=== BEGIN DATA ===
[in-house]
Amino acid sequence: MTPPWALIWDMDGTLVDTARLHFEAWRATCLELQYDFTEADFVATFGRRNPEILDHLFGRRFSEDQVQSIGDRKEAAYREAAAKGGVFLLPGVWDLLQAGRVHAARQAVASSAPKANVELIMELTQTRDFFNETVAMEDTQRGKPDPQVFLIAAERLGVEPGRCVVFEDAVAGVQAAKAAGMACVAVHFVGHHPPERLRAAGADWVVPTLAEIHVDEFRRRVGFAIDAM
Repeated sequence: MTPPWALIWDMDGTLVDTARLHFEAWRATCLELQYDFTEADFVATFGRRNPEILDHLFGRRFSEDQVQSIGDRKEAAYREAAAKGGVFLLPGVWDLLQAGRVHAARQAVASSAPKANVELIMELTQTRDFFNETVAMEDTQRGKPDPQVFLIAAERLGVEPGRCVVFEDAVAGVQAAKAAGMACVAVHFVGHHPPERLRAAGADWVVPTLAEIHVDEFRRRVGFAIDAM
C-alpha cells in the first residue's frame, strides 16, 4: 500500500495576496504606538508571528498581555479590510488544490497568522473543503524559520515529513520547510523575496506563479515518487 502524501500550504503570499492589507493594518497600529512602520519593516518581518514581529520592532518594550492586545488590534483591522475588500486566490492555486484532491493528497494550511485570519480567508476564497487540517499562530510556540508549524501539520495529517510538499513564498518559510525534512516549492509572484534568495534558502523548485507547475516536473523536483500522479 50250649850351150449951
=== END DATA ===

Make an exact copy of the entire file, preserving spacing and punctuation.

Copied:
[in-house]
Amino acid sequence: MTPPWALIWDMDGTLVDTARLHFEAWRATCLELQYDFTEADFVATFGRRNPEILDHLFGRRFSEDQVQSIGDRKEAAYREAAAKGGVFLLPGVWDLLQAGRVHAARQAVASSAPKANVELIMELTQTRDFFNETVAMEDTQRGKPDPQVFLIAAERLGVEPGRCVVFEDAVAGVQAAKAAGMACVAVHFVGHHPPERLRAAGADWVVPTLAEIHVDEFRRRVGFAIDAM
Repeated sequence: MTPPWALIWDMDGTLVDTARLHFEAWRATCLELQYDFTEADFVATFGRRNPEILDHLFGRRFSEDQVQSIGDRKEAAYREAAAKGGVFLLPGVWDLLQAGRVHAARQAVASSAPKANVELIMELTQTRDFFNETVAMEDTQRGKPDPQVFLIAAERLGVEPGRCVVFEDAVAGVQAAKAAGMACVAVHFVGHHPPERLRAAGADWVVPTLAEIHVDEFRRRVGFAIDAM
C-alpha cells in the first residue's frame, strides 16, 4: 500500500495576496504606538508571528498581555479590510488544490497568522473543503524559520515529513520547510523575496506563479515518487 502524501500550504503570499492589507493594518497600529512602520519593516518581518514581529520592532518594550492586545488590534483591522475588500486566490492555486484532491493528497494550511485570519480567508476564497487540517499562530510556540508549524501539520495529517510538499513564498518559510525534512516549492509572484534568495534558502523548485507547475516536473523536483500522479 50250649850351150449951